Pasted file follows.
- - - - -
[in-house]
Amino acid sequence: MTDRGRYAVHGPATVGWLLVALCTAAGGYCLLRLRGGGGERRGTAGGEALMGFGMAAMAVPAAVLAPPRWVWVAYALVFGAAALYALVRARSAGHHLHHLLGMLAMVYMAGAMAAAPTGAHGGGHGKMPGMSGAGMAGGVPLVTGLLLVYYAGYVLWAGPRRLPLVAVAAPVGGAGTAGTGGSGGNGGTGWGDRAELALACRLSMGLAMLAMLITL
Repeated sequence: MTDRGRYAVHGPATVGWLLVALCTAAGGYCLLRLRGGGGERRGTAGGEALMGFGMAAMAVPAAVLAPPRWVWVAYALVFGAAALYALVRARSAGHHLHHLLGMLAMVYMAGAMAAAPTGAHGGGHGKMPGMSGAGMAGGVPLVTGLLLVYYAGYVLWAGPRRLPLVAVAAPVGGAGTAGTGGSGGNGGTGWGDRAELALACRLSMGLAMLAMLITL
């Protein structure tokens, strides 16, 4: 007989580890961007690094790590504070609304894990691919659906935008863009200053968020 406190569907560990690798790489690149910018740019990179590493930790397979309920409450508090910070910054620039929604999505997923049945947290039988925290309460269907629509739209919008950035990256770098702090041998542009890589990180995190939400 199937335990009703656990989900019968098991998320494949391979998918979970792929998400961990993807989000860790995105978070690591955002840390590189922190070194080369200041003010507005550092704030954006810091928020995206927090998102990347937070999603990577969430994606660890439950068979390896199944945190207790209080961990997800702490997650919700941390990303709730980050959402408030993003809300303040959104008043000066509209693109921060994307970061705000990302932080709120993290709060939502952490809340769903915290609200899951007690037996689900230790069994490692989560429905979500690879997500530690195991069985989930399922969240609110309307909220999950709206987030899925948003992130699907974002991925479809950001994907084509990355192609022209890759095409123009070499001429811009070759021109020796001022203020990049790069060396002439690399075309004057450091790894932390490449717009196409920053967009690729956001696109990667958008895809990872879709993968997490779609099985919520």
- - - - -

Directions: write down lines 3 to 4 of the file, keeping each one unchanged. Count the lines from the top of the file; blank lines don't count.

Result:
Repeated sequence: MTDRGRYAVHGPATVGWLLVALCTAAGGYCLLRLRGGGGERRGTAGGEALMGFGMAAMAVPAAVLAPPRWVWVAYALVFGAAALYALVRARSAGHHLHHLLGMLAMVYMAGAMAAAPTGAHGGGHGKMPGMSGAGMAGGVPLVTGLLLVYYAGYVLWAGPRRLPLVAVAAPVGGAGTAGTGGSGGNGGTGWGDRAELALACRLSMGLAMLAMLITL
């Protein structure tokens, strides 16, 4: 007989580890961007690094790590504070609304894990691919659906935008863009200053968020 406190569907560990690798790489690149910018740019990179590493930790397979309920409450508090910070910054620039929604999505997923049945947290039988925290309460269907629509739209919008950035990256770098702090041998542009890589990180995190939400 199937335990009703656990989900019968098991998320494949391979998918979970792929998400961990993807989000860790995105978070690591955002840390590189922190070194080369200041003010507005550092704030954006810091928020995206927090998102990347937070999603990577969430994606660890439950068979390896199944945190207790209080961990997800702490997650919700941390990303709730980050959402408030993003809300303040959104008043000066509209693109921060994307970061705000990302932080709120993290709060939502952490809340769903915290609200899951007690037996689900230790069994490692989560429905979500690879997500530690195991069985989930399922969240609110309307909220999950709206987030899925948003992130699907974002991925479809950001994907084509990355192609022209890759095409123009070499001429811009070759021109020796001022203020990049790069060396002439690399075309004057450091790894932390490449717009196409920053967009690729956001696109990667958008895809990872879709993968997490779609099985919520």